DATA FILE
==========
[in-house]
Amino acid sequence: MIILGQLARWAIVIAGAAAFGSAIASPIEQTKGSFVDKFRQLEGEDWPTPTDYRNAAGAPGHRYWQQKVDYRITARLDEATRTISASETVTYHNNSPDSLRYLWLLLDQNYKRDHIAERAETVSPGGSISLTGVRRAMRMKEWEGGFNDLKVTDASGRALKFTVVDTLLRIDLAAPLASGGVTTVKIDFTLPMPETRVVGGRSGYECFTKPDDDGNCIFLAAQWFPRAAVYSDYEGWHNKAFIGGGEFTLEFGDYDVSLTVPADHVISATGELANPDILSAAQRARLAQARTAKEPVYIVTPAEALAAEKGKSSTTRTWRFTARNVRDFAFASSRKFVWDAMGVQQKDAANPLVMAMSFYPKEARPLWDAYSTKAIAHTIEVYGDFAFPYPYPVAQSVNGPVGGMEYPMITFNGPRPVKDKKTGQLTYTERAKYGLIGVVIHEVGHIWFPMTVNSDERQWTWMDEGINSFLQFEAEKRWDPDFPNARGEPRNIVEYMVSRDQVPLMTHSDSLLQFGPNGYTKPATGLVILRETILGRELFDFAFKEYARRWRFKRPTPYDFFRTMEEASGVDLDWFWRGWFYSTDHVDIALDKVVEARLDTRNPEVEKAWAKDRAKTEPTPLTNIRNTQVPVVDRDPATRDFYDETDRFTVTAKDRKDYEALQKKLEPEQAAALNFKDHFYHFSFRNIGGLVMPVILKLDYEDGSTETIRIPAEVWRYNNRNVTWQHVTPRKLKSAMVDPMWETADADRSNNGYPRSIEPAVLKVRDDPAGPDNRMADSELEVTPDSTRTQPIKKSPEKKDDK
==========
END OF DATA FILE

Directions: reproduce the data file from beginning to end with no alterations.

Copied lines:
[in-house]
Amino acid sequence: MIILGQLARWAIVIAGAAAFGSAIASPIEQTKGSFVDKFRQLEGEDWPTPTDYRNAAGAPGHRYWQQKVDYRITARLDEATRTISASETVTYHNNSPDSLRYLWLLLDQNYKRDHIAERAETVSPGGSISLTGVRRAMRMKEWEGGFNDLKVTDASGRALKFTVVDTLLRIDLAAPLASGGVTTVKIDFTLPMPETRVVGGRSGYECFTKPDDDGNCIFLAAQWFPRAAVYSDYEGWHNKAFIGGGEFTLEFGDYDVSLTVPADHVISATGELANPDILSAAQRARLAQARTAKEPVYIVTPAEALAAEKGKSSTTRTWRFTARNVRDFAFASSRKFVWDAMGVQQKDAANPLVMAMSFYPKEARPLWDAYSTKAIAHTIEVYGDFAFPYPYPVAQSVNGPVGGMEYPMITFNGPRPVKDKKTGQLTYTERAKYGLIGVVIHEVGHIWFPMTVNSDERQWTWMDEGINSFLQFEAEKRWDPDFPNARGEPRNIVEYMVSRDQVPLMTHSDSLLQFGPNGYTKPATGLVILRETILGRELFDFAFKEYARRWRFKRPTPYDFFRTMEEASGVDLDWFWRGWFYSTDHVDIALDKVVEARLDTRNPEVEKAWAKDRAKTEPTPLTNIRNTQVPVVDRDPATRDFYDETDRFTVTAKDRKDYEALQKKLEPEQAAALNFKDHFYHFSFRNIGGLVMPVILKLDYEDGSTETIRIPAEVWRYNNRNVTWQHVTPRKLKSAMVDPMWETADADRSNNGYPRSIEPAVLKVRDDPAGPDNRMADSELEVTPDSTRTQPIKKSPEKKDDK